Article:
Grieg Seafood has excluded Shetland from its main 2020 fourth quarter results published today, which show an operating loss of NOK 17m (£1.45m).
The Shetland performance is contained as a separate item at the end of a lengthy Q4 report which shows the division harvested 3,103 tonnes during the final three months of 2020, an increase of 33 per cent on the previous year and 15,705 tonnes for the whole year.
There was as yet no indication of whether a sale is on the horizon although when Grieg made the announcement in November it said it hoped to have it completed by the end of this year.
The report said: “Significant volumes were harvested from the Isle of Skye during the quarter, which has been affected by severe biological challenges. The increased volume was offset by low market prices and low price achievement on small fish from sites at Isle of Skye.”
Grieg said costs in Shetland remain high due to issues with gill health, plankton and sea lice, but initiatives to improve biological performance, including more robust smolt, have increased survival to 89 per cent over the past 12 months.
The report adds:  “At year end 2020, only one farm remained with fish on the Isle of Skye, which will be harvested in Q1 2021. Production on mainland Shetland continued positively during the quarter.Operating income from the disposal group Shetland amounted to NOK 196.2m (£16.7m) in Q4. EBIT was impacted by high cost, impacted by the biological challenges at Skye. “
Grieg also commented on the implications of Brexit: “[The] UK left the European Union at year end 2020. The outcome of Brexit still represents an uncertainty for the Scottish salmon farming industry and Norwegian exporters, due to possible tariffs on trade and logistical problems of getting fresh salmon from Norway to the UK and from UK to the rest of Europe.
“So far, our sales have not been affected by Brexit. Approximately 68% of farmed Scottish salmon was destined for markets outside the UK in 2019. For Grieg Seafood Shetland, 20% of the volume in 2019 went to other markets.”
“Approximately 20% of our employees in Scotland 44 are EU citizens. We have assisted them and their families to apply for settled status, which gives them permission to continue to live and work in the UK.”
The report also highlights the impact of global warming, which it says is likely to present a range of challenges to the aquaculture industry. It states: “Without proactive adaptation, salmon farming may become more vulnerable to physical risks such as damages caused by extreme weather, disease due to higher seawater temperature, in addition to regulatory risk, technology risk, market risk and reputational risk.”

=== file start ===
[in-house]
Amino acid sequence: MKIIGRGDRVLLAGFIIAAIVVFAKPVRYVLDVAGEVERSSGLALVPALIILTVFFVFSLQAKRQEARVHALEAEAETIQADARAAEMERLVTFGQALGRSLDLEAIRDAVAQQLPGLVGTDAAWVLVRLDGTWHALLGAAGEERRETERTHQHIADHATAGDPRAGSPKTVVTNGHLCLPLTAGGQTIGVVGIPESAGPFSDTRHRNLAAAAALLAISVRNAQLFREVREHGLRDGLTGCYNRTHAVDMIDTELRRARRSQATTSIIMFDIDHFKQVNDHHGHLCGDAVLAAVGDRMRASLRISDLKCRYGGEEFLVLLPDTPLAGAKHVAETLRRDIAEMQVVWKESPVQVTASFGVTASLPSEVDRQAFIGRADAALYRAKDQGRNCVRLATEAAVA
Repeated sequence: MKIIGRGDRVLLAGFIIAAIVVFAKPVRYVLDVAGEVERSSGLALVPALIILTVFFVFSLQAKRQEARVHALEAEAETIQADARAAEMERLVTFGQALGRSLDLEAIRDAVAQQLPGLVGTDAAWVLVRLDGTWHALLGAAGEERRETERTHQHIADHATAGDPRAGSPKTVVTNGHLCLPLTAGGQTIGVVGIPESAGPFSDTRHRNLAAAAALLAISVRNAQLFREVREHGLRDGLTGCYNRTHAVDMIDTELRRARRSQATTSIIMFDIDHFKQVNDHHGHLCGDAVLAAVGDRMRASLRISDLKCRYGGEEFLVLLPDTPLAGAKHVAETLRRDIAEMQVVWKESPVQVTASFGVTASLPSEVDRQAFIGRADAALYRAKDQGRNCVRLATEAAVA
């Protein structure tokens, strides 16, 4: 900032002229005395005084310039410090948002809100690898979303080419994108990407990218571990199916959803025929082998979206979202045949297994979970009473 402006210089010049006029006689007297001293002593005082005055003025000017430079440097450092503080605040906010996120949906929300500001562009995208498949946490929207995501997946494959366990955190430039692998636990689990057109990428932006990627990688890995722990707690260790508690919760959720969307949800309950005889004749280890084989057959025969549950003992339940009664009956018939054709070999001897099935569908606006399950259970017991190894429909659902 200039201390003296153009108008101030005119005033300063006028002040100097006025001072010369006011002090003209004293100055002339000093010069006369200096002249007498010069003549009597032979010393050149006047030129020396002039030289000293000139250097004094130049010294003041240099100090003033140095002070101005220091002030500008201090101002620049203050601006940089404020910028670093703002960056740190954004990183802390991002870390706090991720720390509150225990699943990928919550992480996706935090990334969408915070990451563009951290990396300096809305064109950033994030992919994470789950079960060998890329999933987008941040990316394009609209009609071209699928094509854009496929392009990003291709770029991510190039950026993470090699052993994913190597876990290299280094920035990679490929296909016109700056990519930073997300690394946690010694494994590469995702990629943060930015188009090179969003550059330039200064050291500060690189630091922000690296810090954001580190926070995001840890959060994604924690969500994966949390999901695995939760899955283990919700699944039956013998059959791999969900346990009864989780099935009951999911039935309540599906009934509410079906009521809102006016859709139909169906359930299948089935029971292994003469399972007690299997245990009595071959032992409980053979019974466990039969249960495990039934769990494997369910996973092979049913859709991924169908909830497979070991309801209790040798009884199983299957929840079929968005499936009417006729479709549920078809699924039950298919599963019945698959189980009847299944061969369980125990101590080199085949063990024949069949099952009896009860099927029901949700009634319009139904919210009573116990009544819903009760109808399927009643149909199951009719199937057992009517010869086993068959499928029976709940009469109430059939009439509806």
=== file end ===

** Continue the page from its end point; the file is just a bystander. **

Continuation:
Group CEO Andreas Kvame told investors: “We have strengthened our operational capabilities with a new and more farming oriented organisational setup, and with a potential sale of our Shetland operations, we are narrowing our focus to Norway and Canada as strong production regions.
“We have also started our journey to take a stronger market position with a new and integrated sales and marketing organization.
Kvame added: “Overall, 2020 has been a challenging year. We did not deliver on our ambitions, not only because of Covid-19 but also due to biological challenges in several regions.
“We have taken important steps to remedy the situation. As we are starting to see the light in the end of the tunnel and a post-Covid-19 world, Grieg Seafood continue the journey of improvement, with the aim of creating long-term value for all our stakeholders.”
Group harvest volumes (excluding Shetland) totalled 20,271 tonnes in Q4 and 71,142 tonnes for the full year which was below the expected 75,000 tonne figure due to ISA challenges in the Finnmark region of Norway. Rogaland and British Columbia produced good biological performances.
The company’s group operational loss of NOK 17 million excludes the Shetland sites.
Grieg said the Covid-19 pandemic had disrupted the salmon market with a significant shift in demand and lower prices in core markets. The statement says: “Despite the challenging circumstances, demand for Atlantic salmon remains strong and Grieg Seafood has been able to maintain efficient operations throughout the quarter.”

Andreas Kvame

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